Sebastián Piñera, former president of Chile, has died tragically in a helicopter crash in Lago Ranco, Los Ríos region. This event has provoked various reactions and reflections on his life and actions as a politician and businessman.

In a critical text, the writer Jorge Baradit expresses his concern that the right wing is using Piñera’s death to whitewash his image, pointing to his negative actions during his mandate, such as his resistance to raising the minimum wage, touching the AFP system and facing social problems such as the social outbreak of 2019. Baradit describes Piñera as a financial speculator who has taken advantage of legal loopholes, faced accusations, and contributed to the impunity of billionaires in Chile.

On the other hand, the article by journalist Hugo Guzmán in “El Siglo” (a media outlet of the Communist Party, which is now in government) highlights the political impact of the death of Piñera, who was involved in articulating and advising the Chilean right-wing, even being mentioned as a possible presidential candidate in 2025. His participation in politics, his role in the opposition and his influence on Latin American and European rights are mentioned.

However, the biographical account of his life provides a broader context of Piñera’s life, from his beginnings as a commercial engineer to his political roles as senator and president in two terms (2010-2014 and 2018-2022). His involvement in business and financial scandals, such as that of the Banco de Talca, as well as his controversial role during the 2019 social protests, in which he declared war on his people, and his intervention in international affairs, such as his attempt to overthrow Venezuelan President Nicolás Maduro.
The coverage of his funeral highlighted the presence of various politicians who paid tribute to the former president. Despite political differences, some ministers of the current government recognise the importance of giving him a state funeral, while President Gabriel Boric, in his speech at the funeral, allows himself a turn in public appreciation and discourse about the deceased, moving from a warning about the prosecution of political responsibility for the deaths and eye mutilations that occurred during the popular uprising of 2019 to an acknowledgment of the virtues of his government.

The leftist sociologist Alberto Mayol, in an article for the press, reads Boric’s behaviour as evidence that the Frente Amplio has run its course since in this presidential narrative we see the definitive loss of the heart of the political line that is now formally in power. The social and political consequences of the blurring of the differences between the political currents, according to Mayol, will be disastrous for democracy today and in the immediate future, since it will be clear to the public that the whole arc is finally a single bloc that supports power and the maintenance of the privileges of the elite and the abandonment of the needs of the working and retired majorities.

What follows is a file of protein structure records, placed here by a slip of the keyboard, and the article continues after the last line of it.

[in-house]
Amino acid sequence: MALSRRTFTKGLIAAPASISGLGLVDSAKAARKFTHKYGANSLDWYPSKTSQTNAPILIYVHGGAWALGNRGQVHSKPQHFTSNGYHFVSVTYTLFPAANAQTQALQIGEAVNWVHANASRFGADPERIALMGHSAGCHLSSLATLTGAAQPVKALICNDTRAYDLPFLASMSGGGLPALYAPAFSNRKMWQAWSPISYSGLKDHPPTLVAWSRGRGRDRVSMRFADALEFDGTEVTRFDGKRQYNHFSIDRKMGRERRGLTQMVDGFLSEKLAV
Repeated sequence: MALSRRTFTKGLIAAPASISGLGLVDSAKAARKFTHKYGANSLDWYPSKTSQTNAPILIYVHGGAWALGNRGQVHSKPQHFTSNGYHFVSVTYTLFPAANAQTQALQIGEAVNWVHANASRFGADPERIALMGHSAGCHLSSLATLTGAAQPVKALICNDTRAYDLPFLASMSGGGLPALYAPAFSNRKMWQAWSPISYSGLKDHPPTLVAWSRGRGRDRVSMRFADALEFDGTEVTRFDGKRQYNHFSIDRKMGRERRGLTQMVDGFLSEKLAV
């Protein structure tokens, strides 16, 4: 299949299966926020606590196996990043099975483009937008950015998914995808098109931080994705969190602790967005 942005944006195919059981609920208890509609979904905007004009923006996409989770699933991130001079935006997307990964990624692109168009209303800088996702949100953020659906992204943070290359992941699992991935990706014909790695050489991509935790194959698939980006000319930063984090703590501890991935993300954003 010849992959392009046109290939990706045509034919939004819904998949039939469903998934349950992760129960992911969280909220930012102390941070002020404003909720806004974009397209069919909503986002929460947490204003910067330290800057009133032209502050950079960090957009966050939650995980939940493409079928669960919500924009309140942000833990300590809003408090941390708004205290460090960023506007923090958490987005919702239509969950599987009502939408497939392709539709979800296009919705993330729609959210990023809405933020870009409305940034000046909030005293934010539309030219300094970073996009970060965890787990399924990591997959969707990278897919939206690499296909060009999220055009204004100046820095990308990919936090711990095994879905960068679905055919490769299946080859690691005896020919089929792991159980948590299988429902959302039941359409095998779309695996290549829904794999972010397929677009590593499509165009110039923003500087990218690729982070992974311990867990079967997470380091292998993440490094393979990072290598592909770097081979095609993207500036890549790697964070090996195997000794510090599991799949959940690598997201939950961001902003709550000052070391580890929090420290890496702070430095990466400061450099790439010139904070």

On the other hand, some sectors of the right wing considered him a formidable leader and a key articulator in the political sphere. Even as a possible presidential candidate for the sector. Piñera was actively involved in politics, influencing decisions and positions within his coalition, as well as maintaining links with the right at regional and international levels.

In short, the construction of the right-wing narrative of Piñera’s “life and work”, in the most faithful reproduction of what we saw in the film Orwell 1984, had the full deployment of the country’s mass media in the hands of the elite, in marathon days of unbearable manipulation, from the news, matinees, special programmes on television, as well as in the written media and social networks, reaching incredible excesses that wash the image and place him in the category of hero, statesman and invaluable model.

The goodness of liberal laws, even progressive ones, is attributed to him as the hallmark of his attributes, ignoring the fact that each one of them was articulated and pressed for by organised citizens during years of work, of mobilisation in a context of persecution and violence, so that the power finally had the political need to legislate on the matter, which always fell short or in the minimum of “yes”.

Amid this media circus, what remains is the citizen’s reflection on the power of manipulation displayed, shamelessly, without shame, by the owners of the “publishing house in Chile”. They can do it, the question is whether we will believe them or whether we, as civil society, will sharpen our critical gaze.

In the football stadiums, amidst the consternation of the right-wing and the president with his entourage of aides, people are shouting: “Piñera CTM, murderer like Pinochet”. This cry, which was repeated several times, penetrated the screens of the homes watching the Colo Colo game, but the commentators did not comment on it.
It put an end to the ‘piñericosas’ and, hopefully, to the unfounded faith that citizens have had in the leadership of recent decades. Sooner rather than later, people will disbelieve in the delegation of power and take responsibility for building from the collective to the cooperation and convergence of diversity, ushering in an era of popular sovereignty.

Collaborators: Ricardo Lisboa Henríquez; M. Angélica Alvear Montecinos; Guillermo Garcés Parada; Sandra Arriola Oporto and César Anguita Sanhueza. Public Opinion